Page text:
|Degree||M.A., Sociology and Anthropology|
|Publisher||Carleton University; Ottawa|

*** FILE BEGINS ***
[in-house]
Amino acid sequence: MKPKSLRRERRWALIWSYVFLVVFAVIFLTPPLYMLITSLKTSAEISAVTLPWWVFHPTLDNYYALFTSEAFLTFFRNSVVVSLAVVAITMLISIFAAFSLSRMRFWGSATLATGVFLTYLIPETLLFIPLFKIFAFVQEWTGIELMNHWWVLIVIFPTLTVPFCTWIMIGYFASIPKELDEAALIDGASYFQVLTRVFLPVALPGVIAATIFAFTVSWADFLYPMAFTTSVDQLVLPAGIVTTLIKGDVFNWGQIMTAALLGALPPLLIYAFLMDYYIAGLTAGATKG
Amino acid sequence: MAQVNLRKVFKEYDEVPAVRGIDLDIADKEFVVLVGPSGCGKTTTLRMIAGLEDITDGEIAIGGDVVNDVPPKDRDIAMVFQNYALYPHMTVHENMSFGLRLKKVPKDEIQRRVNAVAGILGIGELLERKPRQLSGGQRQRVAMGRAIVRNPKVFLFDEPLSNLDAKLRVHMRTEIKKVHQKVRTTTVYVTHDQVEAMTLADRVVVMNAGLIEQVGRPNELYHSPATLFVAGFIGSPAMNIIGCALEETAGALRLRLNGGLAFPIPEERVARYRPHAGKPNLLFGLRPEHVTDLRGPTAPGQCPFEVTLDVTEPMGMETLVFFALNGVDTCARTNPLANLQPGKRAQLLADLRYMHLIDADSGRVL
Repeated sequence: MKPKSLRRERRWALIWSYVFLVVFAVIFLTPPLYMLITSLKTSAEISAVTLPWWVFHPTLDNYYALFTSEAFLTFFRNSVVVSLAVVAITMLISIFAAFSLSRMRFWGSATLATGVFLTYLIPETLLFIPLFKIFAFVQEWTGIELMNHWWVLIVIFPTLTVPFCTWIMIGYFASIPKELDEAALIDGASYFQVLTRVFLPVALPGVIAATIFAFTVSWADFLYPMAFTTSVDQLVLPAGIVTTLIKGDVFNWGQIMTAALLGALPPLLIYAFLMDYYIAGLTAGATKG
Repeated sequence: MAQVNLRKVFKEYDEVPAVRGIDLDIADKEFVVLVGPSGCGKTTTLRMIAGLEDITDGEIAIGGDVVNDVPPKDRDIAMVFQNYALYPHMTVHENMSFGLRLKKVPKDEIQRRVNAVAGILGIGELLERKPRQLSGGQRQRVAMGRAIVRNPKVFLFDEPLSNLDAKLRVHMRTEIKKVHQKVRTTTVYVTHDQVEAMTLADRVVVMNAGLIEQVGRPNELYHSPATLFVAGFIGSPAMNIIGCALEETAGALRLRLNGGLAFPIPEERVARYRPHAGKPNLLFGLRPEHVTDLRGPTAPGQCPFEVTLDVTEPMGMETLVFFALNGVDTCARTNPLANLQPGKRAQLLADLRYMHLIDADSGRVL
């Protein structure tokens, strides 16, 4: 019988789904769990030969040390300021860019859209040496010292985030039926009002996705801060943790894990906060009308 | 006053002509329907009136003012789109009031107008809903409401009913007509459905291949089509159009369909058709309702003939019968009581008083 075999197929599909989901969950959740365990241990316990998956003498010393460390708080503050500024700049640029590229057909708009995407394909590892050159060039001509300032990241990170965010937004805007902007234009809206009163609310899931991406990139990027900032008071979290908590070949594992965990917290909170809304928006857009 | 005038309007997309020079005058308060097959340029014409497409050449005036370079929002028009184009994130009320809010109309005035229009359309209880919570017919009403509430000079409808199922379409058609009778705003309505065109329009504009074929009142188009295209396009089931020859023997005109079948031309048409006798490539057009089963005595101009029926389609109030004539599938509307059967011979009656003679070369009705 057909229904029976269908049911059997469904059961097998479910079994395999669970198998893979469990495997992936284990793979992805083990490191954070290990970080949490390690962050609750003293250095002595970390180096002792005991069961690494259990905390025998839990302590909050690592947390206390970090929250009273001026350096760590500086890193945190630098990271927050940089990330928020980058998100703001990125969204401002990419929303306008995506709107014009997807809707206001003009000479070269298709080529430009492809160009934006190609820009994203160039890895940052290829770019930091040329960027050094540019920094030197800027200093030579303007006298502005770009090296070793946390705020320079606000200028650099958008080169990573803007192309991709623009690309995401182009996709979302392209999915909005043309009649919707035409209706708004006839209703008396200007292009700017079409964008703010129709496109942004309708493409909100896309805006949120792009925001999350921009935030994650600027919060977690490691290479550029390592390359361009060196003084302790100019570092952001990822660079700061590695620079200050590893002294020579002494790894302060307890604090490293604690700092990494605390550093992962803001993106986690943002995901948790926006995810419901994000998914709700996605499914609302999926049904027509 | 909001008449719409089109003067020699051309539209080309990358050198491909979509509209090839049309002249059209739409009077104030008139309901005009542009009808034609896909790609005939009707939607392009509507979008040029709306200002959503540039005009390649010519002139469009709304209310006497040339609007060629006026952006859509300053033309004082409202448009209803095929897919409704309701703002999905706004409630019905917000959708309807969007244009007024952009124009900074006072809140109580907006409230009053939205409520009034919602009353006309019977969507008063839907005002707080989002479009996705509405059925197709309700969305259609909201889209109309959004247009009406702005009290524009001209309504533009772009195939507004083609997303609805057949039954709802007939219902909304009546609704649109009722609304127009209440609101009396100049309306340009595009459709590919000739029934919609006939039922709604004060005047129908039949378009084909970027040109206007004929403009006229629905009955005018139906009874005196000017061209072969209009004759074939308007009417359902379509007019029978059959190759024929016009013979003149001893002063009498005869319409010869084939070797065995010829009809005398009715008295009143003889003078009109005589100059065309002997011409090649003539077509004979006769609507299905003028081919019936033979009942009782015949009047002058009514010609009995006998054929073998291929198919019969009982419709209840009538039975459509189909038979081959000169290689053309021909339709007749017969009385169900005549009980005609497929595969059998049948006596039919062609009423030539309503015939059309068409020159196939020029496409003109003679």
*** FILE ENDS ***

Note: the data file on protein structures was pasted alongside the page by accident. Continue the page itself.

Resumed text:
The purpose of the thesis is to compare mining and forestry single-industry-towns in Canada in terms of their community and work structures. More specifically, what is examined is how these structures interconnect at local levels and impact upon social relations and class consciousness. Following a critical review of selected literature in political economy, labour and community studies, insights from Harold Innis' staple theory are expanded in order to link these three theoretical approaches and to justify the analysis of community and work in specific resource contexts. Drawing from this discussion, a comparative model of forestry and mining town structures is outlined. The main underlying idea is that the overall structure of forestry towns could be seen as more modern--in spite of its traditional elements--for it is more diversified and opaque, whereas that of mining towns is more archaic--despite the modern features of its industry--because of the greater control industry has on economic and community life. This theoretical model however needs further empirical testing.